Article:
December 16, 2019

Newly discovered retinal structure may enhance vision for some birds

juricic-birds These microscopy images show a newly discovered retinal structure, called the MMOD-complex, in small sit-and-wait songbirds called flycatchers. (Purdue University image/ Esteban Fernandez-Juricic and Luke Tyrrell) Download image

WEST LAFAYETTE, Ind. –  A newly discovered retinal structure in the eyes of certain kinds of songbirds might help the animals find and track insect prey more easily.

The foundation of avian vision rests on cells called cone and rod photoreceptors. Most birds have four cone photoreceptors for color vision, a fifth cone for non-color-related tasks, and a rod for night vision. Each cone photoreceptor cell contains a spherical structure called an “oil droplet,” which filters light before it is converted to electrical signals by the visual pigments, enhancing color discrimination.

However, the researchers have discovered a never-before-seen type of cone structure in the retina of a group of small songbirds, called flycatchers. Instead of an oil droplet, it contains a high- energy-producing cellular structure called “megamitochondria” surrounded by hundreds of small, orange-colored droplets. The researchers named this novel cellular structure a megamitochondria-small oil droplet complex, or MMOD-complex.

The discovery, made at Purdue University, is detailed in a paper that appeared in the journal Scientific Reports, as part of a collaboration with the State University of New York at Plattsburgh, the University of Wisconsin-Madison, and the University of California, Davis.

The researchers studied this retinal structure using light microscopy, transmission electron microscopy and a technique called microspectrophotometry, which measures the wavelengths of light that these structures absorb the most. The MMOD-complex works as long-pass filters, letting light with wavelengths longer the 565 nanometers – or yellow, orange and red – pass through, and absorbing the shorter wavelengths of green, blue and violet.

Traditional cones were present throughout the retina of these flycatchers, and their density decreased moving away from the center toward the periphery. However, the MMOD-complex photoreceptors were present only in the central region of the retina, an arrangement that could help birds detect flying insects, said Esteban Fernandez-Juricic, a professor of biological sciences at Purdue.

“The retina of flycatchers, which are sit-and-wait predatory birds, evolved a novel cellular structure in a photoreceptor that may allow them to detect, track and capture fast-moving prey, like insects,” he said.

The paper’s lead author was Luke Tyrrell, a former Purdue doctoral student and now an assistant professor of biological science at SUNY Plattsburgh.

“This new cone organelle has not been reported before in this form in any other vertebrate retina and may allow these birds to see their world in a different way from other animals,” Tyrrell said.

A complete listing of the paper’s authors is available in the abstract, and the paper is available online here. The research was funded by the National Science Foundation. Future research will be aimed at establishing the function of this structure and assess the ability of flycatchers to catch prey under different ambient light conditions.

Writer: Emil Venere 

Media contact: Steve Tally, 765-494-9809, steve@purdue.edu, @sciencewriter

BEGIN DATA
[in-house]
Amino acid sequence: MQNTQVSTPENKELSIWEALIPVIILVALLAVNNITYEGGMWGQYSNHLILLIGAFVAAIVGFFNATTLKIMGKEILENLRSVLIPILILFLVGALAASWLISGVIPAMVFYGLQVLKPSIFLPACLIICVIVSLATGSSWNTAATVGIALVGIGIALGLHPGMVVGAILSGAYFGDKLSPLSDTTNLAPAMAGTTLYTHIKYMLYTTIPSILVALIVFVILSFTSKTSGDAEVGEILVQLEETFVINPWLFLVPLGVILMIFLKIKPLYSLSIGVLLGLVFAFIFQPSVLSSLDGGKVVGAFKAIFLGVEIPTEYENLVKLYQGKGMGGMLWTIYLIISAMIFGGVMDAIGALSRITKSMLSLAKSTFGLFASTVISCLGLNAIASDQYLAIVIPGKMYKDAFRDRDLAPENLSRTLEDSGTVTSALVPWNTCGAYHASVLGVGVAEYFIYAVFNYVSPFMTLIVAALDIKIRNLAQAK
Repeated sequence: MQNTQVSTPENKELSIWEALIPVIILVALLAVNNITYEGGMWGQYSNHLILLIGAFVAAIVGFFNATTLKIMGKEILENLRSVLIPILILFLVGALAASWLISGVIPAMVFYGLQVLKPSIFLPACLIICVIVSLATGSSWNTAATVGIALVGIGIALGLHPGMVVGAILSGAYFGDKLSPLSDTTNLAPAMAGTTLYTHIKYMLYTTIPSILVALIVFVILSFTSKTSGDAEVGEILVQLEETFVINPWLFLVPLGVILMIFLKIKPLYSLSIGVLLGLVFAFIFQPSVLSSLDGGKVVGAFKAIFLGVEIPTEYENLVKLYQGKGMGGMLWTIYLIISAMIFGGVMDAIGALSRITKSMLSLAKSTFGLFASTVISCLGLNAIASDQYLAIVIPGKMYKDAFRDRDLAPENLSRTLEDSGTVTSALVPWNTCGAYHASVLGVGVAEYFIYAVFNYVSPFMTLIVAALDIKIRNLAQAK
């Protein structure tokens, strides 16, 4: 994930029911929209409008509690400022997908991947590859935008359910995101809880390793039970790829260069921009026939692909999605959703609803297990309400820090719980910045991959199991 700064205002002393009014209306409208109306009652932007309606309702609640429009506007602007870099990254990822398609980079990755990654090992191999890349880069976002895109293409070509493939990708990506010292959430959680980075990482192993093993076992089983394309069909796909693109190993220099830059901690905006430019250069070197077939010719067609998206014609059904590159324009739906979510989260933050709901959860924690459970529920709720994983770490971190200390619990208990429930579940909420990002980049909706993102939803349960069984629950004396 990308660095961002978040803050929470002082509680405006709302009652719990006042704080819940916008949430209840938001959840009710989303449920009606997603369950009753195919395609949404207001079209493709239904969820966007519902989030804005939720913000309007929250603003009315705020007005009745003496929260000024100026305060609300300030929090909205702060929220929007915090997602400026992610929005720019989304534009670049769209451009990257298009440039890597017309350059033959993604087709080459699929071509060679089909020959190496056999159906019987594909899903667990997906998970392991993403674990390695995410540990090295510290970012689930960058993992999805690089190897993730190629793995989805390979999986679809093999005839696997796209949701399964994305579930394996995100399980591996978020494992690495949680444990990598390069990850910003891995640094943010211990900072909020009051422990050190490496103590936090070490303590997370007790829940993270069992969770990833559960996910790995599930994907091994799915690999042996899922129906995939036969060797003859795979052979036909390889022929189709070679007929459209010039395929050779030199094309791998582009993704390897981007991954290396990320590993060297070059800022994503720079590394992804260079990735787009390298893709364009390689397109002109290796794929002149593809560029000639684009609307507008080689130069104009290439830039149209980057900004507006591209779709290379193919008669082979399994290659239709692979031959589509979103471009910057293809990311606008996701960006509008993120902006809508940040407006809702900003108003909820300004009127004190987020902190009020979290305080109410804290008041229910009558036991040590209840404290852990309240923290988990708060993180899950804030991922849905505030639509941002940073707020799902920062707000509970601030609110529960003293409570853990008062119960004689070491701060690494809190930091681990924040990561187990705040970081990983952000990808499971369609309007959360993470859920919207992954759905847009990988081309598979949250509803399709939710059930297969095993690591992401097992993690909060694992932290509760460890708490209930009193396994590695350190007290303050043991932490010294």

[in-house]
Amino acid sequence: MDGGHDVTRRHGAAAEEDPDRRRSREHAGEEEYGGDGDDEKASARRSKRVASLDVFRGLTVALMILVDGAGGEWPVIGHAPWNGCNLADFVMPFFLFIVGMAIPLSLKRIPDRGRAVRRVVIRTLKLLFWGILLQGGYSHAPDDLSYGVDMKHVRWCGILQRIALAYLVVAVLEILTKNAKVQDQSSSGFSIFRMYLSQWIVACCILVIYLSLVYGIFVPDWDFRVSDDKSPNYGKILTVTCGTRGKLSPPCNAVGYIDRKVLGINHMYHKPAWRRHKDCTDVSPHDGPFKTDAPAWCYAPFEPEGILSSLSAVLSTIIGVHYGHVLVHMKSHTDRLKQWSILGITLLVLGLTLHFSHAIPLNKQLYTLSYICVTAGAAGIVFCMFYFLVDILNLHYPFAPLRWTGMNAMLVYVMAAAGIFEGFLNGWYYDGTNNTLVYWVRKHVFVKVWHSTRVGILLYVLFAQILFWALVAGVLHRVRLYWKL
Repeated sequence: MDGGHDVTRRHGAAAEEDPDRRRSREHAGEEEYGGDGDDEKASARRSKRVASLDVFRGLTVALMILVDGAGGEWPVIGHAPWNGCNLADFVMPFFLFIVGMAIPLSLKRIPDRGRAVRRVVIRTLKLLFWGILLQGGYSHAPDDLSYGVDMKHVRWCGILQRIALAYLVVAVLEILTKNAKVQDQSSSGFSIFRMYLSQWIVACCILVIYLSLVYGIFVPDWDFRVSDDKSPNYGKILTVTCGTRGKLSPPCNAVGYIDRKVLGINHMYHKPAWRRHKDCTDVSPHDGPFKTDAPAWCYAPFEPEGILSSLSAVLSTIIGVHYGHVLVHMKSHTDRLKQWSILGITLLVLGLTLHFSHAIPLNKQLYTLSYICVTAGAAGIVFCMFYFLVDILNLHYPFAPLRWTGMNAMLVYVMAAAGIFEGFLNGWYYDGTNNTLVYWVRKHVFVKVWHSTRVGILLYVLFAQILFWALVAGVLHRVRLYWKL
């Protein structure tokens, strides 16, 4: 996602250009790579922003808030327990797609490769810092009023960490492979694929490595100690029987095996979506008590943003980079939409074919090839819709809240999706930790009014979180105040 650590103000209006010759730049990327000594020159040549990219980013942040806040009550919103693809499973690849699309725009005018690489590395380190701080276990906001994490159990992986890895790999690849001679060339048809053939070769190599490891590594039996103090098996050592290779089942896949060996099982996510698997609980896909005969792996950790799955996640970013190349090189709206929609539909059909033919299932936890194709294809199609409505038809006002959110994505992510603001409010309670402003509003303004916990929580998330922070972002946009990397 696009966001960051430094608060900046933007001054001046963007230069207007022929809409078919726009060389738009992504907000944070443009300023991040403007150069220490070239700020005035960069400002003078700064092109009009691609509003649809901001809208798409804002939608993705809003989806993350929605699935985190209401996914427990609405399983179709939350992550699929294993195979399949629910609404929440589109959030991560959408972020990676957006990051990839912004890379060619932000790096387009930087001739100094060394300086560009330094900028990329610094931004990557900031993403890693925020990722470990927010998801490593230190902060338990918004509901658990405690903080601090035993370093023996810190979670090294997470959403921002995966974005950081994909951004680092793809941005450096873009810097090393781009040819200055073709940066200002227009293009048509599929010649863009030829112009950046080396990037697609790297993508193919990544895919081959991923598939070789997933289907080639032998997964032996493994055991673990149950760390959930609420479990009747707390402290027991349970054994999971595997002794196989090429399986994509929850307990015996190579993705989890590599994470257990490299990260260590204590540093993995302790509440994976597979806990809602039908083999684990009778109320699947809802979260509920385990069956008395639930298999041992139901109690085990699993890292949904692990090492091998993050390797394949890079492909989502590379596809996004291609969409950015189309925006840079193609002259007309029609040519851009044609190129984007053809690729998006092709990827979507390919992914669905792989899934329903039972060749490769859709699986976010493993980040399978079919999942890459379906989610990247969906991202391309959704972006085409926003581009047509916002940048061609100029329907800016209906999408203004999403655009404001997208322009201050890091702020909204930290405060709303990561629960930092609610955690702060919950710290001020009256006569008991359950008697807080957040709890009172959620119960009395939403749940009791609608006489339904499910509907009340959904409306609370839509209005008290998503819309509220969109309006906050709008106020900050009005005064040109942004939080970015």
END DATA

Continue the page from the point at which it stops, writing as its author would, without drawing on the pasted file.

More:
Source: Esteban Fernandez-Juricic, 765-494-6044, efernan@purdue.edu


ABSTRACT

A novel cellular structure in the retina of insectivorous birds        

Luke P.  Tyrrell1*, Leandro B. C. Teixeira2, Richard R. Dubielzig2, Diana pita3, Patrice Baumhardt3, Bret A. Moore4 & Esteban Fernández-Juricic3

1SUNY Plattsburgh, Department of Biological Sciences, 101 Broad Street, Plattsburgh, NY, 12901, USA. 2University of Wisconsin-Madison, Department of Pathobiological Sciences, School of Veterinary Medicine, 2015 Linden Drive, Madison, WI, 53706, USA. 3Purdue University, Department of Biological Sciences, 915 W State Street, West Lafayette, IN, 47904, USA. 4University of California-Davis, William R. Pritchard Veterinary Teaching Hospital, School of Veterinary Medicine, 1 Garrod Drive, Davis, CA, 95695, USA. *email: ltyrr002@plattsburgh.edu

The keen visual systems of birds have been relatively well-studied. the foundations of avian vision rest on their cone and rod photoreceptors. Most birds use four cone photoreceptor types for color vision, a fifth cone for achromatic tasks, and a rod for dim-light vision. The cones, along with their oil droplets, and rods are conserved across birds – with the exception of a few shifts in spectral sensitivity – despite taxonomic, behavioral and ecological differences. Here, however, we describe a novel photoreceptor organelle in a group of New World flycatchers (Empidonax spp.) in which the traditional oil droplet is replaced with a complex of electron-dense megamitochondria surrounded by hundreds of small, orange oil droplets. the photoreceptors with this organelle were unevenly distributed across the retina, being present in the central region (including in the fovea), but absent from the retinal periphery and the area temporalis of these insectivorous birds. of the many bird species with their photoreceptors characterized, only the two flycatchers described here (E. virescens and E. minimus) possess this unusual retinal structure. We discuss the potential functional significance of this unique sub-cellular structure, which might provide an additional visual channel for these small predatory songbirds.

Note to Journalists:  The paper is available online at https://www.nature.com/articles/s41598-019-51774-w or by contacting Steve Tally at 765-494-9809, steve@purdue.edu.

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